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General News of Friday, 14 May 2021


Don’t judge our maintenance culture with obsolete equipment – ECG

Director of Communications at the Electricity Company of Ghana (ECG), William Boateng Director of Communications at the Electricity Company of Ghana (ECG), William Boateng

Director of Communications at the Electricity Company of Ghana (ECG), William Boateng, has insisted that his outfit has one of the best maintenance schedules in the country.

William who was surprised by claims of a section of the public that the ECG has a poor maintenance culture asked, “What specifics does the public use to assess our maintenance culture to make these comments?”

According to him, the ECG has scheduled maintenance programs which are undertaken on a regular basis to ensure efficiency and effectiveness in power distribution. “We have timetables with which our district and sub station transmission teams work with to ensure maintenance is done on our lines and substations regularly”.

He disclosed that sometimes Ghanaians accuse the ECG of poor maintenance because “of our obsolete equipment”.

Although the ECG has a number of obsolete equipment which need to be replaced, they do not have the funds presently to do so.

“Admittedly, we have obsolete equipment we need to replace but because we don’t have the funds to do so presently, we can’t take them off the system as they will only give us problems. We will still have to use an old transformer which needs to be changed because it is functional”, he told Samuel Eshun on the Happy Morning Show.

Likening these obsolete equipment to phones being upgraded on a regular basis to offer more flexibility, the ECG Director of Communications said, “I may not have the funds to replace my old phone to the latest edition but so far as it performs all the basic and critical functions, I can keep using it until I have enough money to replace it and that is the same thing with our equipment”.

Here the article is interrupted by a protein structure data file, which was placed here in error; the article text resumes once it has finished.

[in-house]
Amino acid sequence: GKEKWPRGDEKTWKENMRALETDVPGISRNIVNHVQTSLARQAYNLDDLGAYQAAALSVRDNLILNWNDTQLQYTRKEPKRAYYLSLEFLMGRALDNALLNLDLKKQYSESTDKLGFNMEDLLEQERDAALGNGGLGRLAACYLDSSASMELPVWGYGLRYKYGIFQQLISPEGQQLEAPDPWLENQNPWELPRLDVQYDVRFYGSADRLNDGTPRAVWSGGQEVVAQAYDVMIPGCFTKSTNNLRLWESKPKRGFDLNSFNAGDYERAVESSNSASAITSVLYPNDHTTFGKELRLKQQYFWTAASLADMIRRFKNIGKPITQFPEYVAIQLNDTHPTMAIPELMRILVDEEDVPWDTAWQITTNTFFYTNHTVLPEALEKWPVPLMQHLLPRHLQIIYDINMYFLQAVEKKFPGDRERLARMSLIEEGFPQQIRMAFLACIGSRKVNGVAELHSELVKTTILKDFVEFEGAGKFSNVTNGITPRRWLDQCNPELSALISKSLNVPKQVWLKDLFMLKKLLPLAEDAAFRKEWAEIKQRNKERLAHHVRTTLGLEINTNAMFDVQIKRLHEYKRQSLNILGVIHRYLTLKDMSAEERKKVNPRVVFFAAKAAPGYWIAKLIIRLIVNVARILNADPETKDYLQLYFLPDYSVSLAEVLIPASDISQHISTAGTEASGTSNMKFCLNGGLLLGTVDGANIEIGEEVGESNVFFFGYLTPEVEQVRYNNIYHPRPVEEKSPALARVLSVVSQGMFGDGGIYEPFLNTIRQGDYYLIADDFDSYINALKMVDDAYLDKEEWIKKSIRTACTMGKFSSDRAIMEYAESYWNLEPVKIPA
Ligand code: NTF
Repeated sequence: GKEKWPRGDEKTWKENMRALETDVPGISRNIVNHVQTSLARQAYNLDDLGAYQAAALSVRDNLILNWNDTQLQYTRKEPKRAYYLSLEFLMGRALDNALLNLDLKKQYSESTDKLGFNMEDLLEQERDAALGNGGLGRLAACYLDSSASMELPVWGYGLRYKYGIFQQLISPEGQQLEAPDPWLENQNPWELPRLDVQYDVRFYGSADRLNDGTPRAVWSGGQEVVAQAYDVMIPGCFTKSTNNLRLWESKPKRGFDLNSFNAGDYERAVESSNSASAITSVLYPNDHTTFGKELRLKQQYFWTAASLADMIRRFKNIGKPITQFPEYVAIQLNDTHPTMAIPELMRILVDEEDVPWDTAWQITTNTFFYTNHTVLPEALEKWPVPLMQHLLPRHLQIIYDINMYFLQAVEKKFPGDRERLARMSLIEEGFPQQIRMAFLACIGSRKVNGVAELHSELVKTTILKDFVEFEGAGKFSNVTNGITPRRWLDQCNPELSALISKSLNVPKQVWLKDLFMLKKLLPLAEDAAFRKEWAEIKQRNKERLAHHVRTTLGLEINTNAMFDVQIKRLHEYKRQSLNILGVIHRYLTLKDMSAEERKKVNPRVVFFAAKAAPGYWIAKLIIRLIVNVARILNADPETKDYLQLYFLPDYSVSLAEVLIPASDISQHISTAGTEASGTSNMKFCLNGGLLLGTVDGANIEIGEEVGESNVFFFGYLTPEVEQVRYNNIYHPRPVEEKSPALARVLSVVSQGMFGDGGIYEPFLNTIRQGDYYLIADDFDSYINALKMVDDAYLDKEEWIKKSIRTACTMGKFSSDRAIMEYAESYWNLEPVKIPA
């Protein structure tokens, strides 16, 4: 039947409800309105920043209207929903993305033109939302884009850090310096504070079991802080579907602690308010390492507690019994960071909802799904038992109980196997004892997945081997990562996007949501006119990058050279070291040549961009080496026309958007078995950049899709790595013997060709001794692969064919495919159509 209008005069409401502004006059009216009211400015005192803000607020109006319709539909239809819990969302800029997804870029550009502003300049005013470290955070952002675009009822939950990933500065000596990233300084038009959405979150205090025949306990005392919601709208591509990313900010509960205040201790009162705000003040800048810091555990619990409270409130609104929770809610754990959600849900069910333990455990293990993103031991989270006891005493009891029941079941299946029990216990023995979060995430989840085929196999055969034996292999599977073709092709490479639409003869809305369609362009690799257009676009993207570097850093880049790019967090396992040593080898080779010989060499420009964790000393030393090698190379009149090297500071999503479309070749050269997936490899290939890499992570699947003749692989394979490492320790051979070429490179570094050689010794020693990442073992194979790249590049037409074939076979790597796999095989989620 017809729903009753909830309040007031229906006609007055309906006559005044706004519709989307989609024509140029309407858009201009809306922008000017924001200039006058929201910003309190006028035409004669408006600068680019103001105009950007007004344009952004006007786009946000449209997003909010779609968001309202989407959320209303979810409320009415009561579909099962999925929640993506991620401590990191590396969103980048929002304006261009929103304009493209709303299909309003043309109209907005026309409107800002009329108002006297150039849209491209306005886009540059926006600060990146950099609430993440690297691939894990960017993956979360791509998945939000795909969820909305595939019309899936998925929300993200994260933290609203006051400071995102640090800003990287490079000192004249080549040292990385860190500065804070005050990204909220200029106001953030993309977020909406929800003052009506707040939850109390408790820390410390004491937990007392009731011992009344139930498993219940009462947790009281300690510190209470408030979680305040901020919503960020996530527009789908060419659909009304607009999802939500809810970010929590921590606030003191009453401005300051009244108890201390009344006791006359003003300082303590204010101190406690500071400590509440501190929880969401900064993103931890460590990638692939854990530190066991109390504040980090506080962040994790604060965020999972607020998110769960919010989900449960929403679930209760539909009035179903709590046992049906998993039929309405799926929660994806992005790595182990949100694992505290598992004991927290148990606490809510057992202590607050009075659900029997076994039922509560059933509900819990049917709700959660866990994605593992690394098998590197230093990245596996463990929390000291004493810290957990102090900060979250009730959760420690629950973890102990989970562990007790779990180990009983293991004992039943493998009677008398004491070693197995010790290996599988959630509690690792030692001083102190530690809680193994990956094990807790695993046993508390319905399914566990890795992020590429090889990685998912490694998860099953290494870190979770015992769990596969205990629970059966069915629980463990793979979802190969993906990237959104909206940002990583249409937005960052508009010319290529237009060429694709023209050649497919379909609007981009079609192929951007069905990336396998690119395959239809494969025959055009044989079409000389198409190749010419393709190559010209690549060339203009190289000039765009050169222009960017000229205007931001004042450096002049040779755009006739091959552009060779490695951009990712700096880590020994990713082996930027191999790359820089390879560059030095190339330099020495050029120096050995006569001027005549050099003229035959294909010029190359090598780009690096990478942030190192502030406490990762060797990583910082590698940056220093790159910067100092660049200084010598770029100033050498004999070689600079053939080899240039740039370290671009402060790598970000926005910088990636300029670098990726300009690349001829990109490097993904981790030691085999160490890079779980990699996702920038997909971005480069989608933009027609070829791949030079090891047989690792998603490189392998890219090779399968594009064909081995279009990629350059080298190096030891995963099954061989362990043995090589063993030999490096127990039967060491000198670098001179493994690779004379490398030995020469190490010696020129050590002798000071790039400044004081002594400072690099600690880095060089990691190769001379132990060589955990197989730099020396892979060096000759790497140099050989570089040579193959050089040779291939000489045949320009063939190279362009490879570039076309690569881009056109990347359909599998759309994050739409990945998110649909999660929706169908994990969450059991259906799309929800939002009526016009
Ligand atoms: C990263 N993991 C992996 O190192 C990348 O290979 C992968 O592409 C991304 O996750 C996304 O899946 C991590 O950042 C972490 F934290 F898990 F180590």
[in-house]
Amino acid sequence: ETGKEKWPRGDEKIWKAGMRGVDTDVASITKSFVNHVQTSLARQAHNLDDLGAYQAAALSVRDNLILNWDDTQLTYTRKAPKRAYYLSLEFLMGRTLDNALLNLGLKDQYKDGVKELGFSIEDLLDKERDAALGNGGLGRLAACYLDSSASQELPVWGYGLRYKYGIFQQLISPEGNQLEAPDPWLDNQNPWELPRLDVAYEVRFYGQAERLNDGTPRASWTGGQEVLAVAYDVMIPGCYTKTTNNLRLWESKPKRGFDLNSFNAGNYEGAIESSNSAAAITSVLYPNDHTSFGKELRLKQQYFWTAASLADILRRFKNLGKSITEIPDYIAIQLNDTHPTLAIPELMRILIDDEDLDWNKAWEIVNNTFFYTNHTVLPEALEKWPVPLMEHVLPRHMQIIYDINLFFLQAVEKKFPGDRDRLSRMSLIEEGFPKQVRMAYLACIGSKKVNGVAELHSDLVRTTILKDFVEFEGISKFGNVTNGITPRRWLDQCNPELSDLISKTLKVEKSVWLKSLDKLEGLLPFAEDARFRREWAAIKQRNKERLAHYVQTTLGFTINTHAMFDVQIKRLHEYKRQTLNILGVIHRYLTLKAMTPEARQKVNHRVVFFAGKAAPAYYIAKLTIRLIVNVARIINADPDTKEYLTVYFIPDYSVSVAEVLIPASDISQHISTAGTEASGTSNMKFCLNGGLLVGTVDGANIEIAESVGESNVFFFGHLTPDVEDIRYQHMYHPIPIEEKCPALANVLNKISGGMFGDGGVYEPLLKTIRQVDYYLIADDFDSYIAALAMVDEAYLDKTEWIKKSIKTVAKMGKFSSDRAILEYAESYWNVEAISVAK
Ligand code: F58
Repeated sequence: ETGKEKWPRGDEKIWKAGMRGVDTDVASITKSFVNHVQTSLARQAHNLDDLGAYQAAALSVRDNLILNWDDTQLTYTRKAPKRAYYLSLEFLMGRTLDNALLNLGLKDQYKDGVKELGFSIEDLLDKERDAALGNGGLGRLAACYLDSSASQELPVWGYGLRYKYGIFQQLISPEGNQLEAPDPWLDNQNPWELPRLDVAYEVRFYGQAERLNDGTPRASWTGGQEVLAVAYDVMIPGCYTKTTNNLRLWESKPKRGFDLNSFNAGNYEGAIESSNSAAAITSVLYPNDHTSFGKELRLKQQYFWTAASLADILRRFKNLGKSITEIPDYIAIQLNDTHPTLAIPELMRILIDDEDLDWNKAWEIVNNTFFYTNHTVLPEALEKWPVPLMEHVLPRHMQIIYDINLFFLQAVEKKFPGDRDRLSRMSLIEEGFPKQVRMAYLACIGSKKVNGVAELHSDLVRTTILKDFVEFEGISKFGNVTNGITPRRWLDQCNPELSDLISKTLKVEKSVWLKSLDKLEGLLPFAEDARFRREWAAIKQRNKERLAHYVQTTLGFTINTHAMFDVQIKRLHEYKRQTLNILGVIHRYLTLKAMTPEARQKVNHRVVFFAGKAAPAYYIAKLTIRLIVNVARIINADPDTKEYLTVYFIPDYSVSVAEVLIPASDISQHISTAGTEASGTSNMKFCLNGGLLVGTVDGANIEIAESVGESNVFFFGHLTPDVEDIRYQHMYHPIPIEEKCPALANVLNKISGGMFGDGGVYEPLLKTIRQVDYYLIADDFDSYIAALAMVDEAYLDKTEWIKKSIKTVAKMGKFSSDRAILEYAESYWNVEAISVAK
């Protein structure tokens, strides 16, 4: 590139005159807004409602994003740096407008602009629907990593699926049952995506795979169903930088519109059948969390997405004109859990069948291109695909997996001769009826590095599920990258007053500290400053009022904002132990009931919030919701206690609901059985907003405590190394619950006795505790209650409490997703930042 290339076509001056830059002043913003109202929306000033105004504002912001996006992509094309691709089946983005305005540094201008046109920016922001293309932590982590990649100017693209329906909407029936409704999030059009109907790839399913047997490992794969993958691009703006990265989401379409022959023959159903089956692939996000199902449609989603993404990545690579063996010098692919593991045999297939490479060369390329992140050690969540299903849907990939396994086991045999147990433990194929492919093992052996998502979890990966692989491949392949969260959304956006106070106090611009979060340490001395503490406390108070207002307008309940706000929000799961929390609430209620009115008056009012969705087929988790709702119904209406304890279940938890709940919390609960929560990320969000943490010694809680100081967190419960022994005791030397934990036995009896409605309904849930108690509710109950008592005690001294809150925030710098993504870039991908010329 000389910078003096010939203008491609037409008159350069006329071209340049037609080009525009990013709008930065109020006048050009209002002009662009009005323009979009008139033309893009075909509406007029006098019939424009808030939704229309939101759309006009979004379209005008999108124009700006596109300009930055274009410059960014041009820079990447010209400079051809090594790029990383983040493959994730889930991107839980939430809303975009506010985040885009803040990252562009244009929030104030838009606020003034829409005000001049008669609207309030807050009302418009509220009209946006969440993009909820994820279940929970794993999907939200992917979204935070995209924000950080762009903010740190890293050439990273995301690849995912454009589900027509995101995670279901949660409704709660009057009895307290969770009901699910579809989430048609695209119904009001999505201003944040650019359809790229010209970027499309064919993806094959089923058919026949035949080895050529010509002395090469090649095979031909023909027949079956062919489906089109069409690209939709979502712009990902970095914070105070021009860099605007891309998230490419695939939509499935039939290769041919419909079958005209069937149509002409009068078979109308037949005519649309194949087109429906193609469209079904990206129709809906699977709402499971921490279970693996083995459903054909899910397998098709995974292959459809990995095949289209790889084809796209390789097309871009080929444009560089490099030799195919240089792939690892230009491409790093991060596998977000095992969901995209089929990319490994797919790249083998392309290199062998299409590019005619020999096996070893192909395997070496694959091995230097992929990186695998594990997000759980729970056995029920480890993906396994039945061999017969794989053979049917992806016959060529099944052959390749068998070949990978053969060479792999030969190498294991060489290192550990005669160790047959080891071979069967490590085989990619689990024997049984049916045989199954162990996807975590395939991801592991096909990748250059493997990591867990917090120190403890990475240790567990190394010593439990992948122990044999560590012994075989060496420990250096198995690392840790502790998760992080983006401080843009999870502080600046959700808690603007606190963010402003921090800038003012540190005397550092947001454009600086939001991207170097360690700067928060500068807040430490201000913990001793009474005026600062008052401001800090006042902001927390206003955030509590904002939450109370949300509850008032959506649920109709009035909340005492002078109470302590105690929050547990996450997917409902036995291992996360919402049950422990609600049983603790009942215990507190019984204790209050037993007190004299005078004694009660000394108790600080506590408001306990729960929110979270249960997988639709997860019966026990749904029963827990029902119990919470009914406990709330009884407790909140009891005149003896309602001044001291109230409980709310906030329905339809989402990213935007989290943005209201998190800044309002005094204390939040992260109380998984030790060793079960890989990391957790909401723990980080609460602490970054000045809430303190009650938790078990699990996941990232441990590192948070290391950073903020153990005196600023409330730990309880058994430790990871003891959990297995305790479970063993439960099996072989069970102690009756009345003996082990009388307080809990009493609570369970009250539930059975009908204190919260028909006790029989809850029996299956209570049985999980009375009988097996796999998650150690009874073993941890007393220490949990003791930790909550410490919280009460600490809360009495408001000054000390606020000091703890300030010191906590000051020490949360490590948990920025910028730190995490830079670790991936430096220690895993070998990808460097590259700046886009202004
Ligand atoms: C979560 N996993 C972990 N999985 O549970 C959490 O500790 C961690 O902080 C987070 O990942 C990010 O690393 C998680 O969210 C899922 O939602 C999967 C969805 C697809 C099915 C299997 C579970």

With Ghana being a developing nation, William advised the citizenry to not assume “we have the money to replace our old systems. We will keep using and maintaining our old systems which work until we have enough to replace them”.

There have been stories of what maintenance culture means to Ghanaians. Many argue maintenance culture is very alien to us as a people.

Successive governments and key stakeholders have spoken to this very topic at various levels without a firm grip of solutions for the unwanted deterioration of infrastructure in the built environment.

But with many Ghanaians and private institutions using cars for very long periods and machines past their ‘expiry dates’, it proves one thing, that Ghanaians can maintain really old equipment and make effective and efficient use of them.

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